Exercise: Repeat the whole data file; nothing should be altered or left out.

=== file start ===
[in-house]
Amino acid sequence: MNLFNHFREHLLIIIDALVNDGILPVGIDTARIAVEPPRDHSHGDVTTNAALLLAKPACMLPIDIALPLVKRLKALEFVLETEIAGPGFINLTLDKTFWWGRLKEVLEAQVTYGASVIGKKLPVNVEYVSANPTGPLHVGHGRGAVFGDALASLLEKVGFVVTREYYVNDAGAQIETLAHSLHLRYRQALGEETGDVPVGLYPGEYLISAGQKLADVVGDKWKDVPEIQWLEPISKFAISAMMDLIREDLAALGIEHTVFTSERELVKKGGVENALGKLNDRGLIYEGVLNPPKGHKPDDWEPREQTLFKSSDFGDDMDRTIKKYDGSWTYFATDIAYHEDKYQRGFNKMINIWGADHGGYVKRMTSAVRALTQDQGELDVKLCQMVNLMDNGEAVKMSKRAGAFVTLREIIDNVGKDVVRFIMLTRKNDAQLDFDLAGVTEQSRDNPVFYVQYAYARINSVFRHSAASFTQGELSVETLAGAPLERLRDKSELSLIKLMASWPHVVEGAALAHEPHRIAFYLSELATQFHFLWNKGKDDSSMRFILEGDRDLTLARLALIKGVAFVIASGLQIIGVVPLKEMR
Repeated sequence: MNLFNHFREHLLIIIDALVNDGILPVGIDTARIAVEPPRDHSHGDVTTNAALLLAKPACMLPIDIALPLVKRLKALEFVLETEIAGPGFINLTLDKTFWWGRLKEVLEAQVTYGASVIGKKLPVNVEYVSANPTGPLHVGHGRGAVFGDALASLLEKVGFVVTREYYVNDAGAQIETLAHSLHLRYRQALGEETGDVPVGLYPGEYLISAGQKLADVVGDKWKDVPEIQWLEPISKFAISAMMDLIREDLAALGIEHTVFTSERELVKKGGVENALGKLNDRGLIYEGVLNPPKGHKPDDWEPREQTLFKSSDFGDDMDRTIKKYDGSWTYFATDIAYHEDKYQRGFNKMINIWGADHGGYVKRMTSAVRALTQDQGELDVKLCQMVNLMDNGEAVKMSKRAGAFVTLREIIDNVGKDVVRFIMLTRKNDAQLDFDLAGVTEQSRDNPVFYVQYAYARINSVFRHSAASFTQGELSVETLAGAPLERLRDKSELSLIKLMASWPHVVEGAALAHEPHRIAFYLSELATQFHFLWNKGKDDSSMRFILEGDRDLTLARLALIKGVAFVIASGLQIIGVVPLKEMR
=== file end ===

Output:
[in-house]
Amino acid sequence: MNLFNHFREHLLIIIDALVNDGILPVGIDTARIAVEPPRDHSHGDVTTNAALLLAKPACMLPIDIALPLVKRLKALEFVLETEIAGPGFINLTLDKTFWWGRLKEVLEAQVTYGASVIGKKLPVNVEYVSANPTGPLHVGHGRGAVFGDALASLLEKVGFVVTREYYVNDAGAQIETLAHSLHLRYRQALGEETGDVPVGLYPGEYLISAGQKLADVVGDKWKDVPEIQWLEPISKFAISAMMDLIREDLAALGIEHTVFTSERELVKKGGVENALGKLNDRGLIYEGVLNPPKGHKPDDWEPREQTLFKSSDFGDDMDRTIKKYDGSWTYFATDIAYHEDKYQRGFNKMINIWGADHGGYVKRMTSAVRALTQDQGELDVKLCQMVNLMDNGEAVKMSKRAGAFVTLREIIDNVGKDVVRFIMLTRKNDAQLDFDLAGVTEQSRDNPVFYVQYAYARINSVFRHSAASFTQGELSVETLAGAPLERLRDKSELSLIKLMASWPHVVEGAALAHEPHRIAFYLSELATQFHFLWNKGKDDSSMRFILEGDRDLTLARLALIKGVAFVIASGLQIIGVVPLKEMR
Repeated sequence: MNLFNHFREHLLIIIDALVNDGILPVGIDTARIAVEPPRDHSHGDVTTNAALLLAKPACMLPIDIALPLVKRLKALEFVLETEIAGPGFINLTLDKTFWWGRLKEVLEAQVTYGASVIGKKLPVNVEYVSANPTGPLHVGHGRGAVFGDALASLLEKVGFVVTREYYVNDAGAQIETLAHSLHLRYRQALGEETGDVPVGLYPGEYLISAGQKLADVVGDKWKDVPEIQWLEPISKFAISAMMDLIREDLAALGIEHTVFTSERELVKKGGVENALGKLNDRGLIYEGVLNPPKGHKPDDWEPREQTLFKSSDFGDDMDRTIKKYDGSWTYFATDIAYHEDKYQRGFNKMINIWGADHGGYVKRMTSAVRALTQDQGELDVKLCQMVNLMDNGEAVKMSKRAGAFVTLREIIDNVGKDVVRFIMLTRKNDAQLDFDLAGVTEQSRDNPVFYVQYAYARINSVFRHSAASFTQGELSVETLAGAPLERLRDKSELSLIKLMASWPHVVEGAALAHEPHRIAFYLSELATQFHFLWNKGKDDSSMRFILEGDRDLTLARLALIKGVAFVIASGLQIIGVVPLKEMR